The thing about depression is that those experiencing it are living in their own, isolated worlds. Their perception of reality is skewed so uniquely negatively. They could find something depressing about winning the lottery, or getting a promotion at work, or falling in love, or having children. They twist good things into bad, and dwell on bad things until they're worse. They might make a movie that gives laughter to millions of people, and then convince themselves that all they're good for is to make other people laugh.

Only Robin Williams knew what kind of pain Robin Williams was in.

In the 63 years he spent on this Earth, I hope he experienced stretches of time when he enjoyed being Robin Williams. We all got to enjoy him for years, we'll get to enjoy him for years to come. It would be sadistically unfair and cruel of the universe to have deprived the man himself of at least a few glimpses of how special he truly was.

Monday, August 11, 2014

Tony Stewart used his car as a weapon

If I wave a loaded handgun in someone's face, in an attempt to scare them, and the gun goes off and kills them, I've essentially done what Tony Stewart appears to have done to Kevin Ward Jr.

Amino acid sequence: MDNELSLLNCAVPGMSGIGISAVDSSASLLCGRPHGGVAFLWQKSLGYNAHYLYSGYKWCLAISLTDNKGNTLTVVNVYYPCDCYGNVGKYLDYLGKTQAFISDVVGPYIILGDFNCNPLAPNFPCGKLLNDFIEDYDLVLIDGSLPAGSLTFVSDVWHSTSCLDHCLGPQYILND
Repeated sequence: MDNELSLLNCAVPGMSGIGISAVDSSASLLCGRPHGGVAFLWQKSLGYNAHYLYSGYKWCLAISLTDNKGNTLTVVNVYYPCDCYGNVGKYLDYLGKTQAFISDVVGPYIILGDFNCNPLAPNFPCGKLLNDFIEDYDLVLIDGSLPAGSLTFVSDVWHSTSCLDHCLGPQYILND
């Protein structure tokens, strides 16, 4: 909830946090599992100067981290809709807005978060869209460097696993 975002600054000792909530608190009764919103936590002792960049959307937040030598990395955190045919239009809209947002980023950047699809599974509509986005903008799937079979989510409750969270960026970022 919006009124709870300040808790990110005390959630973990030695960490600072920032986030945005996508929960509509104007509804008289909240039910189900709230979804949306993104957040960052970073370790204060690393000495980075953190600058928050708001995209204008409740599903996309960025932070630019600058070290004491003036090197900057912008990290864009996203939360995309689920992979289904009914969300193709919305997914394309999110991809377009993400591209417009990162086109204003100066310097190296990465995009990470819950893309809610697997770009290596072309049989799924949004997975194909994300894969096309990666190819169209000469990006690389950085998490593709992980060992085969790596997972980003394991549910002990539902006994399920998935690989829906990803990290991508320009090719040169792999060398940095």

Tony Stewart used his car as a weapon. He probably didn't want to hit Ward, but wanted only to scare him. Video of the killing (let's stop calling it an "incident" or an "accident," someone was killed, so it was a killing) shows the rear end of Stewart's car kick out, which happens when the gas pedal of a sprint car is pressed hard.

Stewart was essentially playing a game of chicken with Ward. Except Ward showed up with just a helmet and fire-suit, Stewart showed up with 1,400 pounds of steel and tires moving at near highway speed.

Some say that Ward was an idiot for getting so close to the cars as they passed. I won't disagree with that. But, while driving my own car I've come across people acting like morons, drunks, and cyclists stray in front of my car. I avoid them. I move my car away from them.

What did Stewart do to avoid Ward? Nothing.

Some collisions are unavoidable. Can Tony Stewart honestly claim that he did everything he could to avoid this?